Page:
View details for PubMedCentralID PMC5377903
Theoretical and Experimental Studies of Epidermal Heat Flux Sensors for Measurements of Core Body Temperature
ADVANCED HEALTHCARE MATERIALS
2016; 5 (1): 119-127
Long-term, continuous measurement of core body temperature is of high interest, due to the widespread use of this parameter as a key biomedical signal for clinical judgment and patient management. Traditional approaches rely on devices or instruments in rigid and planar forms, not readily amenable to intimate or conformable integration with soft, curvilinear, time-dynamic, surfaces of the skin. Here, materials and mechanics designs for differential temperature sensors are presented which can attach softly and reversibly onto the skin surface, and also sustain high levels of deformation (e.g., bending, twisting, and stretching). A theoretical approach, together with a modeling algorithm, yields core body temperature from multiple differential measurements from temperature sensors separated by different effective distances from the skin. The sensitivity, accuracy, and response time are analyzed by finite element analyses (FEA) to provide guidelines for relationships between sensor design and performance. Four sets of experiments on multiple devices with different dimensions and under different convection conditions illustrate the key features of the technology and the analysis approach. Finally, results indicate that thermally insulating materials with cellular structures offer advantages in reducing the response time and increasing the accuracy, while improving the mechanics and breathability.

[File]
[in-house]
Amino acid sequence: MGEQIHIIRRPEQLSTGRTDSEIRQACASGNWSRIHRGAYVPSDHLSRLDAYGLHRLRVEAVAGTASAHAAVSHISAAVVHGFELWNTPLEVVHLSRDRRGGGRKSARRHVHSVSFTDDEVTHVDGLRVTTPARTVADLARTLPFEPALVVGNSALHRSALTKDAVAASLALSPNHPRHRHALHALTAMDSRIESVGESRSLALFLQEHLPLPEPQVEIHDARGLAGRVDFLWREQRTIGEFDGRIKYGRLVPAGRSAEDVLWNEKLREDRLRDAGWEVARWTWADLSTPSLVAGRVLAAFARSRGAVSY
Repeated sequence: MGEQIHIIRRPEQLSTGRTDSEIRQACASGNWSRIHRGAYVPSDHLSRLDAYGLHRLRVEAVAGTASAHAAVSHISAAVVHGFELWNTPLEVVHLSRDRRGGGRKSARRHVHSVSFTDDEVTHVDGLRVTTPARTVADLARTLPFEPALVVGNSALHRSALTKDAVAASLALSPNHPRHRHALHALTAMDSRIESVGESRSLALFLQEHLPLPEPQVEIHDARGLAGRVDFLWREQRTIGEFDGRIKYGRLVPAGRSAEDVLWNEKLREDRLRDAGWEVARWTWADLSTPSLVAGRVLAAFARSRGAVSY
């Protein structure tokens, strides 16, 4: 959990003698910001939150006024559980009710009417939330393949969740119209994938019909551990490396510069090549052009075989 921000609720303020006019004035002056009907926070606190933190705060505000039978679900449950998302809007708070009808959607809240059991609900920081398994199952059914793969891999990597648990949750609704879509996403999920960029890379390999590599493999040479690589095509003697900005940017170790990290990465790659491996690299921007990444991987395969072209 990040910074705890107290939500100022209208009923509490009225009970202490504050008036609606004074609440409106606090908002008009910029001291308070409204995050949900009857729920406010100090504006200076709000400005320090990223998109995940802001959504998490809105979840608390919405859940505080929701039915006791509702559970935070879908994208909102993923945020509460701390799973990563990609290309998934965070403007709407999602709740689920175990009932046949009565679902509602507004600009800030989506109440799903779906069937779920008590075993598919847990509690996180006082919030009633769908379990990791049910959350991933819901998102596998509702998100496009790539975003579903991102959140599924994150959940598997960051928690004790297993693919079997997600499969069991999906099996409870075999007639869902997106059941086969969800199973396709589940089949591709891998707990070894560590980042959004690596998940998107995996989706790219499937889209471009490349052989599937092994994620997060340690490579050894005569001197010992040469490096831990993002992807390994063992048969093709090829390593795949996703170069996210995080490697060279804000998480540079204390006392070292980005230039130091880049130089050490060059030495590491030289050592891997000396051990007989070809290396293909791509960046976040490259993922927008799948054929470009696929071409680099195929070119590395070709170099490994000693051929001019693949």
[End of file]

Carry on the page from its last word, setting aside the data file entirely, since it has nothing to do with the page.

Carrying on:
View details for DOI 10.1002/adhm.201500110